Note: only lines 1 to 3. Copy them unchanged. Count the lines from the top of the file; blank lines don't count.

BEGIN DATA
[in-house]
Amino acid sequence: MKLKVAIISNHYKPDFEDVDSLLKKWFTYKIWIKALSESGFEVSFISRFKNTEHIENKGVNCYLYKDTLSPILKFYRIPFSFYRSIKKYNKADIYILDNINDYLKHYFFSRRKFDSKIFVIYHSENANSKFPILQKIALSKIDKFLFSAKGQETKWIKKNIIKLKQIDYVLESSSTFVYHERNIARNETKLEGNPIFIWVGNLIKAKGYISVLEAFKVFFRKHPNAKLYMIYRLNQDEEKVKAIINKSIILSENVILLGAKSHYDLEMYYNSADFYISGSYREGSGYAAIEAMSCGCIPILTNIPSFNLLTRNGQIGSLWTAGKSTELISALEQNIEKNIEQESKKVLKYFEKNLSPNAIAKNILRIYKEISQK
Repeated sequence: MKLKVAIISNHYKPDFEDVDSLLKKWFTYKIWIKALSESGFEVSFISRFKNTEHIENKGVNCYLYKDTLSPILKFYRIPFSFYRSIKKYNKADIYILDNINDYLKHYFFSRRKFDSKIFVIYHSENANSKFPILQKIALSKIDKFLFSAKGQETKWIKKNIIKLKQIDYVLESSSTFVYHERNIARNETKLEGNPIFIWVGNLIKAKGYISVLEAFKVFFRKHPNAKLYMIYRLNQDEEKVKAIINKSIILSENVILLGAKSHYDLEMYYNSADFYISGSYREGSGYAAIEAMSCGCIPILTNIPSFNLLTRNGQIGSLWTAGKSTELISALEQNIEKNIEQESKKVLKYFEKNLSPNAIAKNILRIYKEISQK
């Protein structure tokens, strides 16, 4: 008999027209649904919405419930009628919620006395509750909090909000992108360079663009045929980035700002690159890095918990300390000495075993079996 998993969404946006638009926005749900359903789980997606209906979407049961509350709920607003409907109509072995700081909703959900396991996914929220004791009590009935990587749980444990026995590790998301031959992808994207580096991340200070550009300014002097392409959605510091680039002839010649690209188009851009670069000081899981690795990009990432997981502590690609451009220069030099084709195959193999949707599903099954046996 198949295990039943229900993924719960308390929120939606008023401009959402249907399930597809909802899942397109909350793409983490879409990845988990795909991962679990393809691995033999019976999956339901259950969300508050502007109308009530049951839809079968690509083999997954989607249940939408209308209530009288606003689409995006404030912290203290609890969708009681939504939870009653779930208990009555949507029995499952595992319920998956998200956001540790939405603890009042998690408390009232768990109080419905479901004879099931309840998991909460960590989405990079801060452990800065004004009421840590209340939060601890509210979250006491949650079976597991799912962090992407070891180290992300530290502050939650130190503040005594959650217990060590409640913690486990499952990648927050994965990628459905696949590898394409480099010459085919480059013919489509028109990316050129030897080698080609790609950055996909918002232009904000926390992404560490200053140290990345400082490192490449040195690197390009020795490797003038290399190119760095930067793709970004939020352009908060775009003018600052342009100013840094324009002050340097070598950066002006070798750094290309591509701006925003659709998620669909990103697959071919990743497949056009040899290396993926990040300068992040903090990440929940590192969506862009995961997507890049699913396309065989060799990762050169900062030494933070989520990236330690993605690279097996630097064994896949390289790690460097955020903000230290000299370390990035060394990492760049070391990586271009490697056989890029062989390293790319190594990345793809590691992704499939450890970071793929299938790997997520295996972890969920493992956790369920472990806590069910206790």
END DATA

[in-house]
Amino acid sequence: MKLKVAIISNHYKPDFEDVDSLLKKWFTYKIWIKALSESGFEVSFISRFKNTEHIENKGVNCYLYKDTLSPILKFYRIPFSFYRSIKKYNKADIYILDNINDYLKHYFFSRRKFDSKIFVIYHSENANSKFPILQKIALSKIDKFLFSAKGQETKWIKKNIIKLKQIDYVLESSSTFVYHERNIARNETKLEGNPIFIWVGNLIKAKGYISVLEAFKVFFRKHPNAKLYMIYRLNQDEEKVKAIINKSIILSENVILLGAKSHYDLEMYYNSADFYISGSYREGSGYAAIEAMSCGCIPILTNIPSFNLLTRNGQIGSLWTAGKSTELISALEQNIEKNIEQESKKVLKYFEKNLSPNAIAKNILRIYKEISQK
Repeated sequence: MKLKVAIISNHYKPDFEDVDSLLKKWFTYKIWIKALSESGFEVSFISRFKNTEHIENKGVNCYLYKDTLSPILKFYRIPFSFYRSIKKYNKADIYILDNINDYLKHYFFSRRKFDSKIFVIYHSENANSKFPILQKIALSKIDKFLFSAKGQETKWIKKNIIKLKQIDYVLESSSTFVYHERNIARNETKLEGNPIFIWVGNLIKAKGYISVLEAFKVFFRKHPNAKLYMIYRLNQDEEKVKAIINKSIILSENVILLGAKSHYDLEMYYNSADFYISGSYREGSGYAAIEAMSCGCIPILTNIPSFNLLTRNGQIGSLWTAGKSTELISALEQNIEKNIEQESKKVLKYFEKNLSPNAIAKNILRIYKEISQK